Alumnus gives portion of wealth to Northeastern

Alumnus gives portion of wealth to Northeastern
Alumnus Ramesh Motwane donated 40 percent of his wealth to Northeastern./ Photo by Max Schochet

By Max Schochet, news staff

Hundreds of people piled into the Westin ballroom in Waltham for a night of celebration to honor the top Indian-American achievers in New England. Festive energy permeated the air as guests, clad in black-tie and traditional Indian attire, chatted and dined while waiting for the host to kick things off.

Nearing the end of the night, one last distinguished honoree walked on stage. His name, Ramesh Motwane: a Northeastern University alumnus, Massachusetts-based entrepreneur and angel investor, or individual who provides capital for a business start-up. He received the philanthropy award for donating an astounding 40 percent of his wealth to Northeastern and another 40 percent to his alma mater in India.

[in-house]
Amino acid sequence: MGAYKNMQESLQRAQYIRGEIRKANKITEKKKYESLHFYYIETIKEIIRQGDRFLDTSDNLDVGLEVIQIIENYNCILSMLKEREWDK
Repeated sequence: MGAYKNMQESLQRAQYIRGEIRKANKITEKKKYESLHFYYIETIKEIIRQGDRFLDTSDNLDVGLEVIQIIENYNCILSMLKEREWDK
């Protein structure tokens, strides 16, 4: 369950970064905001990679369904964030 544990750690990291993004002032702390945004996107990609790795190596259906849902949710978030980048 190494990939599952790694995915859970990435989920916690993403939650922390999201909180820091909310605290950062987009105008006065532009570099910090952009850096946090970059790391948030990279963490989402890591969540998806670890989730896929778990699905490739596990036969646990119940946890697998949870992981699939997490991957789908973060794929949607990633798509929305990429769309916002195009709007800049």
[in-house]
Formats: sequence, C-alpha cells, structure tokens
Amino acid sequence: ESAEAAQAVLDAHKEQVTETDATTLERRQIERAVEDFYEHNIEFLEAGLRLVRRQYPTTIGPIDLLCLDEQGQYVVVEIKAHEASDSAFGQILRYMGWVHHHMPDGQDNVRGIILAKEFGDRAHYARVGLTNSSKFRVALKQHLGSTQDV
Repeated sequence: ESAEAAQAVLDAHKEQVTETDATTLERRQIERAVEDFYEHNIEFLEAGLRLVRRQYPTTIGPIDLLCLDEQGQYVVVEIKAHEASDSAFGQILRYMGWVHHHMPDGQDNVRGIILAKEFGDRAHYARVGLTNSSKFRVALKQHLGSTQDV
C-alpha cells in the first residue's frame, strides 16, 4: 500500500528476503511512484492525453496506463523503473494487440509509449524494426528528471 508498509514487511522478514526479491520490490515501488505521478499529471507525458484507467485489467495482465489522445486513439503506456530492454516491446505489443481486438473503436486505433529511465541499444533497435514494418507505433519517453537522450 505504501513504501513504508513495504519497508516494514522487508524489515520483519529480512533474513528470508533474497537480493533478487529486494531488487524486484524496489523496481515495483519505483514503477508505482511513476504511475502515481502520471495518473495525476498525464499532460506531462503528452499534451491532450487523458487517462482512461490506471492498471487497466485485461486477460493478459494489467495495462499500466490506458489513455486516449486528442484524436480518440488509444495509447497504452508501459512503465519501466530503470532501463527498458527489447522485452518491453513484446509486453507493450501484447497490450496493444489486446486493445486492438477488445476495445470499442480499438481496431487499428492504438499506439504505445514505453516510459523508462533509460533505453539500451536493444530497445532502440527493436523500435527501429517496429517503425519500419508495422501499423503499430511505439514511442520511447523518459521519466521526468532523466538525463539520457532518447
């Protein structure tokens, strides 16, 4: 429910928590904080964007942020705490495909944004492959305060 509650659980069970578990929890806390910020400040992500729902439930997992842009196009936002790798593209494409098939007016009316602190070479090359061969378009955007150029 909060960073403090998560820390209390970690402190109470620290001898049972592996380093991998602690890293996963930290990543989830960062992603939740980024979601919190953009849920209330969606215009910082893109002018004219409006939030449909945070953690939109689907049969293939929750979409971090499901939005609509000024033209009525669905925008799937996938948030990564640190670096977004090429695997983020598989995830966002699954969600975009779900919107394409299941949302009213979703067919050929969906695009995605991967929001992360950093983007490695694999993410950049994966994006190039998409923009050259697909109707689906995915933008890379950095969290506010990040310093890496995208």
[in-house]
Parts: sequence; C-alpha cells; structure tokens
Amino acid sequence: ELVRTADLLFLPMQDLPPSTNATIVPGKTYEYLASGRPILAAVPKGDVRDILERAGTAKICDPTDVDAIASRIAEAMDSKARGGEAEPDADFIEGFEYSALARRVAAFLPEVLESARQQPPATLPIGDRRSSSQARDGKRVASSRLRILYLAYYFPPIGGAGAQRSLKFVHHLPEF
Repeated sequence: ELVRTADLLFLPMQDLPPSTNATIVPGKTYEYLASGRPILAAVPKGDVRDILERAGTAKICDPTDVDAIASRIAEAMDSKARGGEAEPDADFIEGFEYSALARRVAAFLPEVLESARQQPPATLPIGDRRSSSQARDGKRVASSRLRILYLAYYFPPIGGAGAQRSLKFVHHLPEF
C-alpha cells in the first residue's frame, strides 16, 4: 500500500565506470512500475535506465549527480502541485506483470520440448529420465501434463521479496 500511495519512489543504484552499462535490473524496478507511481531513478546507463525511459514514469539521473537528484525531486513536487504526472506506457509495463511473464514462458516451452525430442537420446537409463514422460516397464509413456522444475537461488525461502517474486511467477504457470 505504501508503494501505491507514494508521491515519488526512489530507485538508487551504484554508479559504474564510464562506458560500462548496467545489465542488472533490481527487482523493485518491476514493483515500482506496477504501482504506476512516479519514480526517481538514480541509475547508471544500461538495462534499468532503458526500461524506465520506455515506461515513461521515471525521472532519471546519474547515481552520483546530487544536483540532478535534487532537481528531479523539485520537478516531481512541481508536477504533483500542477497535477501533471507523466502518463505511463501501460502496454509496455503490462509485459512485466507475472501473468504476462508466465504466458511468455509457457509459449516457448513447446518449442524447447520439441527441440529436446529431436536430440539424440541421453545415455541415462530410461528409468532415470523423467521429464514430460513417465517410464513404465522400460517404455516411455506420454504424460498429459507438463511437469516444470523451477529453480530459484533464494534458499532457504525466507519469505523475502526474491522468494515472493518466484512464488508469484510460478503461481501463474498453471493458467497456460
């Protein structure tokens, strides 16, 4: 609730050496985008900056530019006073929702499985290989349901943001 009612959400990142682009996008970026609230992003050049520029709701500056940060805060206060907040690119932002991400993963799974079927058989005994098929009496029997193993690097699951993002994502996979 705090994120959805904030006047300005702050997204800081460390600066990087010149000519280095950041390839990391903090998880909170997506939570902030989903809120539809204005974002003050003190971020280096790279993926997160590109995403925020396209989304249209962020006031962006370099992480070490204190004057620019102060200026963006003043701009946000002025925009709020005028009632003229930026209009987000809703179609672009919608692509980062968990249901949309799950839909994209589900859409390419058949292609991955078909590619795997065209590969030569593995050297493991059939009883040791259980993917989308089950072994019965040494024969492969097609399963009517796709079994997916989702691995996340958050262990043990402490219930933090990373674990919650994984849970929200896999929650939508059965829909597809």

“I feel excellent, excellent — very honored to have this award and to receive this once in-a-lifetime award,” Motwane said.

The Friday night gala was the second annual New England Choice Awards, or NECA. The ceremony recognized what they called “ten shining stars” in the Indian community who have made outstanding contributions in academics, business, entrepreneurship, philanthropy, entertainment, health care and youth leadership.


Hundreds gathered Friday to honor distinguished members of the Indian-American community.

“This is the one place where the communities celebrate all of the achievements together,” said Anu Chitrapu, senior vice president at Bank of America and co-host of NECA.